FIRE’s First Amendment Curriculum draws on our 20 years of experience in actively defending free speech in academia, as well as our legal expertise and extensive scholar/educator network. These First Amendment resources for teachers are designed to foster appreciation and respect among students for freedom of speech, freedom of conscience, and the free exchange of diverse ideas.
Students will learn why their free speech rights are so valuable, how they are essential to learning and to democracy, and about their proven history in securing justice and fairness for disempowered and marginalized populations. Centered in social and emotional learning, these lessons demonstrate how basic rights can be threatened and illustrate ways to protect them. Likewise, students will discover why their own speech rights ultimately depend upon respecting others’ equivalent rights.
FIRE’s Free Speech Curriculum includes everything K-12 teachers need, from prepared PowerPoint slide decks to short, impactful videos. Based on existing learning standards, they include appropriate, engaging classroom activities along with meaningful assessments. Already in use by hundreds of educators across the country, FIRE’s Free Speech Curriculum provides a useful and necessary addition to every classroom concerned with cultivating active citizenship and rigorous, open discourse in the next generation.
Questions and comments about our First Amendment curriculum and educational resources may be directed by email to firstname.lastname@example.org.
Ben Franklin was an influential champion of free speech and freedom of the press during the founding and formation of the United States of America.
The right to protest guarantees us the ability to use our free speech to voice opposition to things we disagree with. In this unit, students will learn what constitutes a legally protected protest and examine some notable controversial forms of protest.
Centered on Frederick Douglass’ acclaimed defense of free expression, A plea for free speech in Boston, this lesson is ideally suited for use during Black History Month.
We prepared a special Constitution Day lesson to help educators communicate the background and value of their First Amendment Rights.
This character-building lesson, designed for Women’s History Month, offers students an empowering glimpse into the many achievements and profound emotional strength of one of America’s most admired First Ladies, Eleanor Roosevelt.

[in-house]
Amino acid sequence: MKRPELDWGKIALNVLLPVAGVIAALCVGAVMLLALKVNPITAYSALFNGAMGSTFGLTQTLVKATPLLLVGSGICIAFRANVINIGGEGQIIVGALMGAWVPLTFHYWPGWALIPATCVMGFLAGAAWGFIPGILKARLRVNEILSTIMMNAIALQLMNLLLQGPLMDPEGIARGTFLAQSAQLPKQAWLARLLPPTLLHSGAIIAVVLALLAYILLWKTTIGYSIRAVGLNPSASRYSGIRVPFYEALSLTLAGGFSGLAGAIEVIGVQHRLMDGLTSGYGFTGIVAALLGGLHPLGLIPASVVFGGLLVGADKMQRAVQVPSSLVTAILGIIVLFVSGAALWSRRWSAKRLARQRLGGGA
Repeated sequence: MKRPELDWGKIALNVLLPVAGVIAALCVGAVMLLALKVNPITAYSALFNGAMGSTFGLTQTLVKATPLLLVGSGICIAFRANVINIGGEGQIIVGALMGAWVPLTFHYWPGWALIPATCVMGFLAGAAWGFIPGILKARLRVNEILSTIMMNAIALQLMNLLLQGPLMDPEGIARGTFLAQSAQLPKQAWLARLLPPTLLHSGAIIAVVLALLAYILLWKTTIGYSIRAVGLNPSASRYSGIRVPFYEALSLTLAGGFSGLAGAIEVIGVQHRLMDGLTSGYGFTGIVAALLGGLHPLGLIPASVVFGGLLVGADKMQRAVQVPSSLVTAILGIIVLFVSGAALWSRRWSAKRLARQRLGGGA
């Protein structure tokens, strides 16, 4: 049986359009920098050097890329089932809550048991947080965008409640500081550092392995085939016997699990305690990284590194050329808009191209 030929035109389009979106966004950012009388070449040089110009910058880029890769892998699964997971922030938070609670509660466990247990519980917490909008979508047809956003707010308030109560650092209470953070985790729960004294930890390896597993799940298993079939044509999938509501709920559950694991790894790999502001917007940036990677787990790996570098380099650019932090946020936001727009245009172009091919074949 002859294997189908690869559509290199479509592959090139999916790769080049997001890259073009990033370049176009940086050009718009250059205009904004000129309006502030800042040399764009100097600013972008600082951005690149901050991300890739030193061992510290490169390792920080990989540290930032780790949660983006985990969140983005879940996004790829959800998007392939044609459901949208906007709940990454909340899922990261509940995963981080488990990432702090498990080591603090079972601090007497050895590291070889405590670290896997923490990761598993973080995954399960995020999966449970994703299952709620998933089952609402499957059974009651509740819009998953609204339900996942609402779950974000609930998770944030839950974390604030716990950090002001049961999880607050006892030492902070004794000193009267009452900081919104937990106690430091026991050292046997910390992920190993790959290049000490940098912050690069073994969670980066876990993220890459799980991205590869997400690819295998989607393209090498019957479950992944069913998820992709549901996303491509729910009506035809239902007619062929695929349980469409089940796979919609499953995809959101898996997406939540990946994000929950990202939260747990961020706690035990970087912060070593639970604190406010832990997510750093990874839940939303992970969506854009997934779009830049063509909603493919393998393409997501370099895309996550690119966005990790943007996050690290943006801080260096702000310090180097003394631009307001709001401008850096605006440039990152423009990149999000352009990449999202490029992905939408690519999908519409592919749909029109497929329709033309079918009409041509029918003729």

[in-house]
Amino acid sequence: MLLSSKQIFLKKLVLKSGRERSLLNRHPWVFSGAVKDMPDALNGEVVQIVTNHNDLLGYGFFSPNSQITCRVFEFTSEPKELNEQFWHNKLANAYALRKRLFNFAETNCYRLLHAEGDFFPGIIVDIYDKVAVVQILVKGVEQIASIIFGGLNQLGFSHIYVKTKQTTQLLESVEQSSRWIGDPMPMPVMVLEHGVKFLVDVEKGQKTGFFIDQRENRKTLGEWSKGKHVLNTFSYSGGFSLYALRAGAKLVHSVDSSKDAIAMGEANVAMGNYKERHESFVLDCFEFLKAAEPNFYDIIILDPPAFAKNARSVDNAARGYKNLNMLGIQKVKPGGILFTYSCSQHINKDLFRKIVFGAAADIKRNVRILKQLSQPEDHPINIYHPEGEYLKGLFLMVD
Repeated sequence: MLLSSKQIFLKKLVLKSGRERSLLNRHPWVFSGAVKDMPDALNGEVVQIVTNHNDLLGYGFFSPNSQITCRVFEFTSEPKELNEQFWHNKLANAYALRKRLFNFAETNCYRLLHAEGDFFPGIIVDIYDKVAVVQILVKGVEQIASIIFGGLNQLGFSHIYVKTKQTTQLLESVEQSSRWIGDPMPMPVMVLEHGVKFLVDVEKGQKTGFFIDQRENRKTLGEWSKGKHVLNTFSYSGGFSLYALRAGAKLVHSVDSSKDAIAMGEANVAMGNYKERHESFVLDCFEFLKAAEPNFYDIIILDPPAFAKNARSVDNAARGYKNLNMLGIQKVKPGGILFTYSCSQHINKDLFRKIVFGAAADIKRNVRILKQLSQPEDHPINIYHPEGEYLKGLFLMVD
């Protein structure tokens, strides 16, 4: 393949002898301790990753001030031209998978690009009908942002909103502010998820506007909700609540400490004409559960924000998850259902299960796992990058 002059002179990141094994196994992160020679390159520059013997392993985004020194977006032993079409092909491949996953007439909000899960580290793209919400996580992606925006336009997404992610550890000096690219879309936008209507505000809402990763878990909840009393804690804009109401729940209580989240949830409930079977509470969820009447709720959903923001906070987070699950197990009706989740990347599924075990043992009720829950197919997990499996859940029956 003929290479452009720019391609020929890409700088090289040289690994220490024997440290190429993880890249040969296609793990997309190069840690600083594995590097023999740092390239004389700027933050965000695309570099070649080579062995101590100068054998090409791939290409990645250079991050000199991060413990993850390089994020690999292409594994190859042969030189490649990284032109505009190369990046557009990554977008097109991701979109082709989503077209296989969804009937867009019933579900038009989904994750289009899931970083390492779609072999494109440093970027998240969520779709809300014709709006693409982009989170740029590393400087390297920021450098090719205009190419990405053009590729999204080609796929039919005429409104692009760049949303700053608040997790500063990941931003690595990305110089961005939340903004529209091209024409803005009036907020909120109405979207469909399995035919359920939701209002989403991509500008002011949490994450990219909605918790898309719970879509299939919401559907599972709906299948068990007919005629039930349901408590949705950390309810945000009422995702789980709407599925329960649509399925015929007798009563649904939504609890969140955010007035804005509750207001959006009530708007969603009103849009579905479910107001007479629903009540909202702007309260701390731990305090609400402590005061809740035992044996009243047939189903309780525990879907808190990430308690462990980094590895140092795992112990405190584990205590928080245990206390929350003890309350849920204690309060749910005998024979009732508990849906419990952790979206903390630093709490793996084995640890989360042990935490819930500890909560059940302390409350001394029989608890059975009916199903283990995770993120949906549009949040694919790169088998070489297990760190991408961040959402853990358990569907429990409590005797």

Drawing from the life and journey of NBA star Enes Kanter Freedom, this mini-lesson highlights the unique protections of the First Amendment in the United States in comparison with restrictions abroad.
Students will discover reasons why freedom of the press is important and why newspaper theft — an unfortunate incident that sometimes takes place on American college campuses — is wrong.
Free speech rights have proven essential in securing a fair hearing for marginalized groups and isolated, targeted individuals throughout U.S. history. This module examines the crucial role of free speech in the Abolitionist, Women’s Suffrage, and Civil Rights movements.
Would you speak up if you saw something completely ridiculous? Or would you keep your doubts to yourself? This lesson examines the importance of thinking for oneself, even if everyone else disagrees.
When it comes to free speech, there’s always plenty to discuss and learn. Students will learn about some of the most popular arguments against free speech and how to respond to them, as well as why it can be important to voice your opinion, even if it’s an unpopular one.
The first right listed in the First Amendment is the freedom of religion. Students will learn the legal limitations of freedom of religion, take a webtour of historic religious sites in Philadelphia, PA, and study significant Supreme Court cases that have influenced the legal landscape.
This unit reviews the unique inheritance of basic rights and freedoms bestowed on all American citizens by our founding documents, which draw from Enlightenment conceptions of liberty and individual human dignity.
The legal landscape for free speech was defined by the Supreme Court over the past century. Topics include the importance of tolerating critical dissent in a democracy, the value of clashing opinions, and the reasons for responding to offensive speech with more speech, not censorship.
This unit will address the social-emotional aspects of dealing with unwelcome but protected speech, and covers ways that students can build resilience, refutation, self-advocacy, and coping skills.
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